Libya: Protests For United Country


By Essam Mohamed

Tribal and political leaders declared Libya’s oil-rich eastern region of Cyrenaica as autonomous on Tuesday (March 6th), raising fears the country may break up in the wake of Moamer Kadhafi’s downfall.

At a conference attended by about 3,000 people in Benghazi, the major eastern city and cradle of an eight-month uprising against Kadhafi that ended in his capture and killing, they also called for a return to federalism in Libya.

“A federal system is the choice of the region” of Cyrenaica, which stretches from the central coastal city of Sirte to the Egyptian border in the east, the leaders said in a joint statement.

The move came after protestors rallied Monday in Tripoli in support of a unified Libya.

Libyan leader Mustafa Abdel Jalil said Monday that calls for a federal system would constitute a throwback to the monarchic era.

“Libyans fought for a united Libya so these clamours will be of no consequence,” AFP quoted him as saying.

Demonstrators held up a number of slogans denouncing federalism and demanding that the armed groups belonging to rebel brigades leave state institutions. Banners read, “No to armed militias, no to federalism, no to marginalisation”.

“We, the voice of the masses, the voice of Libya, announce that we will not let the blood of our martyrs, who sacrificed their lives for the unity of this country, go to waste,” the statement read. The paper went on to say that people were willing to sacrifice themselves to keep Libya united, just as many sacrificed themselves to free Libya from the dictator Moamer Kadhafi.

The statement denounced the division of Libya, including under a federalist system. “Libya is one nation and we will not have it any other way,” it said.

It also condemned attempts to destabilise Libya through the presence of outlawed armed groups, which the statement ordered out of buildings and institutions that must be handed over to the Libyan government, so as to build a civil nation that does not rely on arms for power.

Interim Prime Minister Abdurrahim El Keib opposed the federalist option, saying that suggestions about Libya’s future should be related to development, not division. El Keib added that the king was the one who rejected federalism and adopted the unification.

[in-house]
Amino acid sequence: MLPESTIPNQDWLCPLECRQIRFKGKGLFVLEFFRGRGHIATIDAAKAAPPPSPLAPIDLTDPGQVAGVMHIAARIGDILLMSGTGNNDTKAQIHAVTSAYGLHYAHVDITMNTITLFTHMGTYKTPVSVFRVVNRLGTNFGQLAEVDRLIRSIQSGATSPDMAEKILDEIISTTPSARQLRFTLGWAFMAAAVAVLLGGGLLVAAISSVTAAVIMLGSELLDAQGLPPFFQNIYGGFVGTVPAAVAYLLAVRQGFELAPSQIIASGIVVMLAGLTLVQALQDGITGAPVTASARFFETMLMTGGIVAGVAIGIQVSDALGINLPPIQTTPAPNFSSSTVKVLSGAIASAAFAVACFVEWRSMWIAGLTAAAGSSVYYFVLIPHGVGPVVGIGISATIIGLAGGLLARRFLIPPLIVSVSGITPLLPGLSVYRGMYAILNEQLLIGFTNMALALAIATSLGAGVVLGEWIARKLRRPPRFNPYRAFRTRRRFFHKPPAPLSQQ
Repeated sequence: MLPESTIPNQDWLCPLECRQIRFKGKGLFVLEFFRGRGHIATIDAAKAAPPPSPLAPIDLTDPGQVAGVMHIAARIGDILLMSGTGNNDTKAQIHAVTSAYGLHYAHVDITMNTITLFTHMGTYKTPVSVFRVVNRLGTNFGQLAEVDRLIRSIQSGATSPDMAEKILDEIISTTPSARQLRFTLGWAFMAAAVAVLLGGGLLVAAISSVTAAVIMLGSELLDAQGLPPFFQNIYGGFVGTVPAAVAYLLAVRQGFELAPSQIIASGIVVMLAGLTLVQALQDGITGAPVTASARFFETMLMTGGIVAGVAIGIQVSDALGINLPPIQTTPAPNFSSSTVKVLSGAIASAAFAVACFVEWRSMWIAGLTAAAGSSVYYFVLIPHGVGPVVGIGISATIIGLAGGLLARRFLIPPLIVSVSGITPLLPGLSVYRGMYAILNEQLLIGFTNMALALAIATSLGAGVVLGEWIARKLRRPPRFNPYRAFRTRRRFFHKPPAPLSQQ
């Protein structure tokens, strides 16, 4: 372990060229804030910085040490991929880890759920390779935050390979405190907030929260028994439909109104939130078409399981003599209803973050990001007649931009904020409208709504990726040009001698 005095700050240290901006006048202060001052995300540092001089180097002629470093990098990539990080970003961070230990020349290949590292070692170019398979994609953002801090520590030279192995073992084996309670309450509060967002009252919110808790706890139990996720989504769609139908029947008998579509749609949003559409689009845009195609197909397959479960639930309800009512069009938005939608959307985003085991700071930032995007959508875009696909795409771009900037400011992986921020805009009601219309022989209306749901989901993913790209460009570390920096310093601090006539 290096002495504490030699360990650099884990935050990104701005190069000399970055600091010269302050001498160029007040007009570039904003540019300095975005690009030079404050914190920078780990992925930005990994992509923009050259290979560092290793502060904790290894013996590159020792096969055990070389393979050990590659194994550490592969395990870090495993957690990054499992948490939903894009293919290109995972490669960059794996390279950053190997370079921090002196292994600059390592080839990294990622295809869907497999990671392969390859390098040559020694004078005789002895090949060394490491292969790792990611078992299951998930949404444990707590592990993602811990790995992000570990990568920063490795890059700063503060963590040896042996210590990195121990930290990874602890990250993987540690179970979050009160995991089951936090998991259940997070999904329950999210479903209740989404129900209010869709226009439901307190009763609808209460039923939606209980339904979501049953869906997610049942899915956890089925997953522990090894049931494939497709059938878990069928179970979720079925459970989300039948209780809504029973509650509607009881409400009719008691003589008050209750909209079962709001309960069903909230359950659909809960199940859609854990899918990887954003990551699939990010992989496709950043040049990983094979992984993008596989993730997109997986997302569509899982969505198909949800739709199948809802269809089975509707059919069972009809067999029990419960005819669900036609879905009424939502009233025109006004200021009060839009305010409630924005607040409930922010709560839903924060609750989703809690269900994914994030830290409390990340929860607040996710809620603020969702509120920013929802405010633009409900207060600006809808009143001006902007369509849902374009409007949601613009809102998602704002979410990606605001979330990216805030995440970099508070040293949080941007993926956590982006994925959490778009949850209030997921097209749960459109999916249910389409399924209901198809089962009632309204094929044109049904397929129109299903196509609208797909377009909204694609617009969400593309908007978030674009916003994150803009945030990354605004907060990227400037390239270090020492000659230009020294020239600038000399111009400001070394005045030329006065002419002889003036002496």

“The government is now in the process of establishing an office in Benghazi and Sebha,” El Keib said, urging the Central Bank to begin operations in the two cities.

He also called for diplomatic consulates in other Libyan cities and demanded that airports resume their operations.

“The Ministry of Local Government is currently working on the provinces and municipalities system. The project was presented to the Council of Ministers and will depend on the government. It will be posted on the government page for people to give feedback on, then it will be referred to the Transitional Council, then to the people,” he added.

Salah El Tagdi, representing one of the civil society organisations in the protests said, “We are here to protest against all those who are out to exploit the sacrifices of martyred Libyans…. Libya has recognized the Transitional Council and so we must all support it. Going against it is going against the state.”

El Tagdi added that the objective of the protest is to promote the control of the state over crossing points, airports and vital institutions in the state and to denounce federalism.

On the other hand, Mohamed Shelbik, a banker taking part in the protest, said he was “against federalism, which is a prelude to division and to the return of tribal leaders ruling Libya. After the state reverted to democracy, they lost their role and their power. They are now trying to regain what they had through federalism. We want a civil state. The constitution must ensure equal rights. Parties must be elected based on their agendas, not individuals.”

Salem El Kalmoudi, another bystander, said that federalism was previously applied in Libya. People of all classes and categories agreed that it was not favourable. In 1963, it was revoked, and instead the country was divided into governorates.

“What matters now is that people in all provinces have access to all services,” El Kalmoudi said. He urged people to have patience until the state is built and a referendum held.


The Magharebia web site is sponsored by the United States Africa Command, the military command responsible for supporting and enhancing US efforts to promote stability, co-operation and prosperity in the region.

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